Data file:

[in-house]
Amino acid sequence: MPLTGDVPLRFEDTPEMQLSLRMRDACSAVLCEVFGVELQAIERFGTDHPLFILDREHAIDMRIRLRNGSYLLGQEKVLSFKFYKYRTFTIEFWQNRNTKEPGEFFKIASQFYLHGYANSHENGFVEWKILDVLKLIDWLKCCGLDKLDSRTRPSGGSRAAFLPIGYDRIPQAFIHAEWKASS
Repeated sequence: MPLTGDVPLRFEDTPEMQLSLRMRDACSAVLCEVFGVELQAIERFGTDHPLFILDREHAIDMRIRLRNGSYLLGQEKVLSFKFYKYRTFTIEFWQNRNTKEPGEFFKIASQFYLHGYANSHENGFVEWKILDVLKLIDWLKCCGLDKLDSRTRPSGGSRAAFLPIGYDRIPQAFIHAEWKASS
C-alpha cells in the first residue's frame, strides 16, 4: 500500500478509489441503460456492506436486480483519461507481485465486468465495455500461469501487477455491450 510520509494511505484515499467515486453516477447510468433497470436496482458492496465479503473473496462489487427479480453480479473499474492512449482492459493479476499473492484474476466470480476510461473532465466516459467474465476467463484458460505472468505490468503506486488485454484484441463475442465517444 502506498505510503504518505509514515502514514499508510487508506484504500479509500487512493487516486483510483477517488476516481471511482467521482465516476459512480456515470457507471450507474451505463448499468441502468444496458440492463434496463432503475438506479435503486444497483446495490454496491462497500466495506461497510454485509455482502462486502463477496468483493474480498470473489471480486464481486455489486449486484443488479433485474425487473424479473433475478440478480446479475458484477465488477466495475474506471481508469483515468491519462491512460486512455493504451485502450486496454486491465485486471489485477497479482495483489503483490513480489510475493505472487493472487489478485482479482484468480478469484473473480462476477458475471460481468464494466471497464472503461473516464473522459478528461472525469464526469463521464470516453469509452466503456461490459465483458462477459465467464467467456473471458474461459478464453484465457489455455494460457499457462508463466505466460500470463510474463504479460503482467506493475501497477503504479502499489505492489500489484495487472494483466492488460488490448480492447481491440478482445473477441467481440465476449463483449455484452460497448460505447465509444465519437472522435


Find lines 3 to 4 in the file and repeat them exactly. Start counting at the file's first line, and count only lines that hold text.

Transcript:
Repeated sequence: MPLTGDVPLRFEDTPEMQLSLRMRDACSAVLCEVFGVELQAIERFGTDHPLFILDREHAIDMRIRLRNGSYLLGQEKVLSFKFYKYRTFTIEFWQNRNTKEPGEFFKIASQFYLHGYANSHENGFVEWKILDVLKLIDWLKCCGLDKLDSRTRPSGGSRAAFLPIGYDRIPQAFIHAEWKASS
C-alpha cells in the first residue's frame, strides 16, 4: 500500500478509489441503460456492506436486480483519461507481485465486468465495455500461469501487477455491450 510520509494511505484515499467515486453516477447510468433497470436496482458492496465479503473473496462489487427479480453480479473499474492512449482492459493479476499473492484474476466470480476510461473532465466516459467474465476467463484458460505472468505490468503506486488485454484484441463475442465517444 502506498505510503504518505509514515502514514499508510487508506484504500479509500487512493487516486483510483477517488476516481471511482467521482465516476459512480456515470457507471450507474451505463448499468441502468444496458440492463434496463432503475438506479435503486444497483446495490454496491462497500466495506461497510454485509455482502462486502463477496468483493474480498470473489471480486464481486455489486449486484443488479433485474425487473424479473433475478440478480446479475458484477465488477466495475474506471481508469483515468491519462491512460486512455493504451485502450486496454486491465485486471489485477497479482495483489503483490513480489510475493505472487493472487489478485482479482484468480478469484473473480462476477458475471460481468464494466471497464472503461473516464473522459478528461472525469464526469463521464470516453469509452466503456461490459465483458462477459465467464467467456473471458474461459478464453484465457489455455494460457499457462508463466505466460500470463510474463504479460503482467506493475501497477503504479502499489505492489500489484495487472494483466492488460488490448480492447481491440478482445473477441467481440465476449463483449455484452460497448460505447465509444465519437472522435